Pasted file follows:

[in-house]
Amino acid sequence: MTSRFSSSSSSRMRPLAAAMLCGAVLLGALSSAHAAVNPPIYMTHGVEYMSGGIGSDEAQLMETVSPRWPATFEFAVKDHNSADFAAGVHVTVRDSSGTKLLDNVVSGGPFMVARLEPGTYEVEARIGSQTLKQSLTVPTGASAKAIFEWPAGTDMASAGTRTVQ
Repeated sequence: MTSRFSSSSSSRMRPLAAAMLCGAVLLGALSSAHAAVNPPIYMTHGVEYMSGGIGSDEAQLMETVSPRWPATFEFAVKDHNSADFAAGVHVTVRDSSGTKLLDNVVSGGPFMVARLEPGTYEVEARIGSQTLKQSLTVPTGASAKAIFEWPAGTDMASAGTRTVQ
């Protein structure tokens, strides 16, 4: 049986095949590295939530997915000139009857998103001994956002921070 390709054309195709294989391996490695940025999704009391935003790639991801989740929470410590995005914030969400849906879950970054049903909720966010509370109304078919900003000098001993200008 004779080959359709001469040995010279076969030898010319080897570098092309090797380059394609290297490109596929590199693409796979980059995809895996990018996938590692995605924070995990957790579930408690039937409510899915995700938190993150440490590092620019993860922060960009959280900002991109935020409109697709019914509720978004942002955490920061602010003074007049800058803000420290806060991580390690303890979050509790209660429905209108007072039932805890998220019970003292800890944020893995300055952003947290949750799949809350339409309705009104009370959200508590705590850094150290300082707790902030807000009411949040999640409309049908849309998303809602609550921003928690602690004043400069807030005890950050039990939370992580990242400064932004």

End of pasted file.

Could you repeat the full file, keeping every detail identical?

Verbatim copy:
[in-house]
Amino acid sequence: MTSRFSSSSSSRMRPLAAAMLCGAVLLGALSSAHAAVNPPIYMTHGVEYMSGGIGSDEAQLMETVSPRWPATFEFAVKDHNSADFAAGVHVTVRDSSGTKLLDNVVSGGPFMVARLEPGTYEVEARIGSQTLKQSLTVPTGASAKAIFEWPAGTDMASAGTRTVQ
Repeated sequence: MTSRFSSSSSSRMRPLAAAMLCGAVLLGALSSAHAAVNPPIYMTHGVEYMSGGIGSDEAQLMETVSPRWPATFEFAVKDHNSADFAAGVHVTVRDSSGTKLLDNVVSGGPFMVARLEPGTYEVEARIGSQTLKQSLTVPTGASAKAIFEWPAGTDMASAGTRTVQ
């Protein structure tokens, strides 16, 4: 049986095949590295939530997915000139009857998103001994956002921070 390709054309195709294989391996490695940025999704009391935003790639991801989740929470410590995005914030969400849906879950970054049903909720966010509370109304078919900003000098001993200008 004779080959359709001469040995010279076969030898010319080897570098092309090797380059394609290297490109596929590199693409796979980059995809895996990018996938590692995605924070995990957790579930408690039937409510899915995700938190993150440490590092620019993860922060960009959280900002991109935020409109697709019914509720978004942002955490920061602010003074007049800058803000420290806060991580390690303890979050509790209660429905209108007072039932805890998220019970003292800890944020893995300055952003947290949750799949809350339409309705009104009370959200508590705590850094150290300082707790902030807000009411949040999640409309049908849309998303809602609550921003928690602690004043400069807030005890950050039990939370992580990242400064932004």